Risk assessments for race officers
There are blank risk assessment forms in the club house for race officers to fill in prior to racing taking place each day.
A copy can be downloaded from this page.
The first six lines are affected by the weather, tide and sea state. Windier conditions with large waves are potentially more risky than a moderate breeze with flat water.
The abilities of sailors and number of entries can affect the potential risk of the race. The more sailors entering, particularly novices or sailors with mobility issues, the more you want to consider adding more safety cover; which could mean more safety boats as well as more safety boat crew.
If the elements are on the higher risk side of the table then it may be advisable to make the races safer by having more safety boat cover and setting a windward-leeward course.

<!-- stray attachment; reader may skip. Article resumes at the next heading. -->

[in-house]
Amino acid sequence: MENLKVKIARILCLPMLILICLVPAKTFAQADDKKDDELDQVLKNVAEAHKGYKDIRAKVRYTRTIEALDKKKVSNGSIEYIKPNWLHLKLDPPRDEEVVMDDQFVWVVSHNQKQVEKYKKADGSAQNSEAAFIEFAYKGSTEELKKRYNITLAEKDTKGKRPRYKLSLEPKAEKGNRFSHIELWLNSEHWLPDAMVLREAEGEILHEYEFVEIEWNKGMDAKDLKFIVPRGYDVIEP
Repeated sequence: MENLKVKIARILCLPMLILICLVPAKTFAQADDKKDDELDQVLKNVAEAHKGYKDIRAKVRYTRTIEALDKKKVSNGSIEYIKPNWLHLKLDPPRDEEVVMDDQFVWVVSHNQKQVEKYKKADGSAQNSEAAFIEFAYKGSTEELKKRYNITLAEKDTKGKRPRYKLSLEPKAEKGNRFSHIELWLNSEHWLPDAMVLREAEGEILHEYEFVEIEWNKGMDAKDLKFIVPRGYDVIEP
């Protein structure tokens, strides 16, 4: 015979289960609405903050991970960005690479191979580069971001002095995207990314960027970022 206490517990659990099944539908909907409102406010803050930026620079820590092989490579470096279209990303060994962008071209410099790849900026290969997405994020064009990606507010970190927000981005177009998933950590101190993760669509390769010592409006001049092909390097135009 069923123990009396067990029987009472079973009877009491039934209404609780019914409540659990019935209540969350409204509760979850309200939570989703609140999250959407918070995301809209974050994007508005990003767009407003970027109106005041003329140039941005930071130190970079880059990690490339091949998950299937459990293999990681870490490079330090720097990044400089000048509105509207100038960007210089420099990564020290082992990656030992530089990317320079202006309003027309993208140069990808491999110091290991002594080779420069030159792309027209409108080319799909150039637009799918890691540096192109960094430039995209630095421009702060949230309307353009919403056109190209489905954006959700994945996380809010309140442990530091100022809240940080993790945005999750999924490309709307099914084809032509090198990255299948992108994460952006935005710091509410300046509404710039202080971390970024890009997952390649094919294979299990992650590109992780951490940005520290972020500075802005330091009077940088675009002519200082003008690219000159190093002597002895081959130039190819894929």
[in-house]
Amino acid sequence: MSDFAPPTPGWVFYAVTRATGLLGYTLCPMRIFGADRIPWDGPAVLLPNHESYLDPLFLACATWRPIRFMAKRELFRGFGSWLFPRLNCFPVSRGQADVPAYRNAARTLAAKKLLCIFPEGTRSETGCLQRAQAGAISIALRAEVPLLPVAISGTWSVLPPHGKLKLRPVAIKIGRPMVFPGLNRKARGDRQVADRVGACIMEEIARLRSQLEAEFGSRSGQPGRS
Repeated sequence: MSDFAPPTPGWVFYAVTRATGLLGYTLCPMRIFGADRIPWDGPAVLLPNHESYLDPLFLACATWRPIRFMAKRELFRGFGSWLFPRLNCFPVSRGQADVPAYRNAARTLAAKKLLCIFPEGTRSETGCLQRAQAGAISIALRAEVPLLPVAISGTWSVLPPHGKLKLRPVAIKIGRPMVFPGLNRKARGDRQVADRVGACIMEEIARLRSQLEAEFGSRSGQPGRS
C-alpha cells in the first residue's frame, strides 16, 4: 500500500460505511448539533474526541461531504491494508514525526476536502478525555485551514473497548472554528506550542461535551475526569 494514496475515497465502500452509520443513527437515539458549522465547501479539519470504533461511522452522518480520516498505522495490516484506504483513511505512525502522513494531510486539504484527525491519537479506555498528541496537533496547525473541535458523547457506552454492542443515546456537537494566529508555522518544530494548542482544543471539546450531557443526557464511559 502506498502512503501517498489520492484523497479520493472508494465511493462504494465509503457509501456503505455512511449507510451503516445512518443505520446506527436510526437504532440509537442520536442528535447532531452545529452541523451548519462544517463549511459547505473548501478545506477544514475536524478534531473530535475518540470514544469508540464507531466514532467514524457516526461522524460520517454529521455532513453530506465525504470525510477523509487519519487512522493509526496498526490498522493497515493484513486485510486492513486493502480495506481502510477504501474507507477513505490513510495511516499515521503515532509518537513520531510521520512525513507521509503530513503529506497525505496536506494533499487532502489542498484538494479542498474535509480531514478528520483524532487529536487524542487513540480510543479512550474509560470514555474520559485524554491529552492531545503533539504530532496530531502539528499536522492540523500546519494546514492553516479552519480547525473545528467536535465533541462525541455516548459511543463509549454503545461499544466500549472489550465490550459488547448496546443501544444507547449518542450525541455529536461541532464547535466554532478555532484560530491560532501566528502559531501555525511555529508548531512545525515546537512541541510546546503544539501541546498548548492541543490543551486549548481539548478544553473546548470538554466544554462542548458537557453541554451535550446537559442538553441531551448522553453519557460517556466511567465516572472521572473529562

If there is a strong offshore wind it might be advisable to set a course which is close to the shore.
If there is a strong ebb tide in windy/wavy conditions then it may increase the risk by putting marks of the course close to the reef.
If conditions are less favourable it might be advisable to suggest to novice sailors that they have buoyancy on their masts either with sail floats or buoyancy bags.
The combination of large numbers of novice sailors and strong winds and waves would be seen as a potential risk factor whereas a small number of competent, experienced sailors should be able to sail in quite strong conditions in a boat like a Dart 15.
This document is not intended to be prescriptive. Race officers, in conjunction with the Vice Commodore, may use this to table to assess conditions and to help them ameliorate risk if necessary and to cancel the race if they feel that the risk is too great to start a race.
Race officers should be extremeley wary of cancelling adult races due to weather forecasts alone.